Wavering Euro Makes Store Owners Do The Math Prices of specialty food like European cheeses, olive oils and pastas are extremely dependent on the strength of the euro compared to the dollar. One small businessman says he never imagined that running a neighborhood food store would require him to become an expert on global currency rates.
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Wavering Euro Makes Store Owners Do The Math

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Wavering Euro Makes Store Owners Do The Math

Wavering Euro Makes Store Owners Do The Math

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MARY LOUISE KELLY, Host:

NPR's Anthony Brooks reports on the impact at a food store.

ANTHONY BROOKS: At Formaggio Kitchen in Cambridge, Mass., owner Ihsan Gurdal offers specialty foods from all over Europe.

IHSAN GURDAL: Cheeses, oils, vinegars, pastas, chocolates, you name it.

BROOKS: And all for a pretty steep price, but of course that has a lot to do with the value of the euro.

GURDAL: It's been quite a challenge. And when dollar started losing against the euro, we had got hit kind of a double whammy. Not only it was costing us more to buy European goods, Europeans raised their prices.

BROOKS: It's a complicated set of forces that requires some sophisticated strategies for small business owners like Ihsan Gurdal.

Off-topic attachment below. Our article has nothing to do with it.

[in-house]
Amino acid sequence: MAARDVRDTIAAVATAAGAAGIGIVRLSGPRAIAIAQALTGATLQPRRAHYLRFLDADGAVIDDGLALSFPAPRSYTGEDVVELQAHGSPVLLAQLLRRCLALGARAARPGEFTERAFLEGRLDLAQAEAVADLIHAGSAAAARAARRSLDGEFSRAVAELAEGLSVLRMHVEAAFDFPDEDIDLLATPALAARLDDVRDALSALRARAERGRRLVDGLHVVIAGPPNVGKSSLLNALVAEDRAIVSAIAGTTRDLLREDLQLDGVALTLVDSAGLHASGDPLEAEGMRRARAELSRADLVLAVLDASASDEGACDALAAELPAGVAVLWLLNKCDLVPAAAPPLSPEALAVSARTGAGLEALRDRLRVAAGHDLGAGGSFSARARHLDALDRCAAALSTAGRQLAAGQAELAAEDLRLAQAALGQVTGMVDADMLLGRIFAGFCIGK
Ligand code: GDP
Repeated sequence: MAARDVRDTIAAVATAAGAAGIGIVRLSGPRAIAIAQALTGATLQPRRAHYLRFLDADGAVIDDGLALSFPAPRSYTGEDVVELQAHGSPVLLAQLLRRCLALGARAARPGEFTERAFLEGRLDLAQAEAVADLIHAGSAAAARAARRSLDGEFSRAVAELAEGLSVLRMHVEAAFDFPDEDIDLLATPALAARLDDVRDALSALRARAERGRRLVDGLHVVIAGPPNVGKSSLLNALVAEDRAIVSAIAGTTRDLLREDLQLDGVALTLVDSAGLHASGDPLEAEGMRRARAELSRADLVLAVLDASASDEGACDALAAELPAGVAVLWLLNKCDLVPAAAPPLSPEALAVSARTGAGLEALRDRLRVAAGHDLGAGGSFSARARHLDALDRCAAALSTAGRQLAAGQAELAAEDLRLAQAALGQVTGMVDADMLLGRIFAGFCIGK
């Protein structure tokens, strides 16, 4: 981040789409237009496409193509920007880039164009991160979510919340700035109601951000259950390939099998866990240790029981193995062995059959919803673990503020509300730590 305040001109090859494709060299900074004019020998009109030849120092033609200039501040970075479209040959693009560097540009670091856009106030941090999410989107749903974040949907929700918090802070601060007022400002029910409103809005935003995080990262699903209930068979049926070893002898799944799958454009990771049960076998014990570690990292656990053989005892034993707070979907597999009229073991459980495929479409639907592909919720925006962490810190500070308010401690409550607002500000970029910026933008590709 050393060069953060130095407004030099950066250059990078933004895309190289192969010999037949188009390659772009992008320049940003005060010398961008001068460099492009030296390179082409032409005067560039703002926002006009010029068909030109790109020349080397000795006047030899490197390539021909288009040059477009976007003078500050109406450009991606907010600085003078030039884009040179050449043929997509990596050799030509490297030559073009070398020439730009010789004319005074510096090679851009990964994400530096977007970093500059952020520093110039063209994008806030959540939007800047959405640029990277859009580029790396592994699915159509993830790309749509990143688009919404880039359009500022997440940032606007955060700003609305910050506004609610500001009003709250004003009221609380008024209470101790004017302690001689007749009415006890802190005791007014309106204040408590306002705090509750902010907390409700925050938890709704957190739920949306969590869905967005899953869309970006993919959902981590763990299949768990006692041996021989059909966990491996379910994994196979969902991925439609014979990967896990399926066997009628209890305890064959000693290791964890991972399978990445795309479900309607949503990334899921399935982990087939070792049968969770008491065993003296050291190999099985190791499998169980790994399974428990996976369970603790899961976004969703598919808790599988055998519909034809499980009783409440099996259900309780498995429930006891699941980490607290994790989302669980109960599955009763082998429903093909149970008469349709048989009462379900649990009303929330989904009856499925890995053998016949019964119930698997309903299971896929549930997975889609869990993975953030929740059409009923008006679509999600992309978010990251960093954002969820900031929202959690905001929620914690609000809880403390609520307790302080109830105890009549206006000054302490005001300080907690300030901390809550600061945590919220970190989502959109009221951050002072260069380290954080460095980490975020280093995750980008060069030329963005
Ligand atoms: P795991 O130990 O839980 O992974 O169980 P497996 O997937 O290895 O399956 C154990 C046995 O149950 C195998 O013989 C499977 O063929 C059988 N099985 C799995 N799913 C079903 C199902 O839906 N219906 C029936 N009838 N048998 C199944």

GURDAL: What we did is started to monitor the euro almost daily. And whenever we saw a low drop, we would purchase futures or bid, you know, a large amount of money and try to fix the price.

BROOKS: So when the euro hit historic lows against the dollar, Gurdal contracted to buy about $300,000 worth of foods at that low exchange rate; in effect, gambling that the euro wouldn't continue to fall. He says he's lost big money trying to hedge against currency fluctuations like this. But this last time the strategy worked and allowed him to bring some of his prices down.

GURDAL: The things that would get pass the savings on were things that we're bringing every week - you know, the mountain cheeses, the fresh goat cheeses that comes from France, England, Belgium - things that I know that I have stronger dollar on and I bought futures for it.

BROOKS: As for what to expect in the coming months, Brian Bethune, an economist for IHS Global Insight outside of Boston, says more of the same, which means more volatility.

BRIAN BETHUNE: In fact, the euro was as high as 1.51 and was as low as 1.20. We're probably going to see the euro rebound for a period of time here. But as it gets towards the end of this year, it will probably start to track down again.

BROOKS: But back at Formaggio Kitchen in Cambridge, these price fluctuations don't really seem to matter to customers like Jean Fetchiemer(ph) and Judith Levine.

JEAN FETCHIEMER: Well, I can tell honestly tell you that I would never notice because when I come here to get things, I'm not being a very prudent, cost-conscious shopper.

JUDITH LEVINE: I buy cheese. I buy bread, salami, a chocouterie, you know, those kinds of items. I do feel I'm contributing to the global economy.

(SOUNDBITE OF LAUGHTER)

BROOKS: Did you think that you were going to sort have to be a little bit of a macro economist to do a business like this?

GURDAL: No, I didn't. And...

(SOUNDBITE OF LAUGHTER)

GURDAL: But, you know, you kind of catch up quickly when you take some serious losses.

BROOKS: Anthony Brooks, NPR News, Cambridge.

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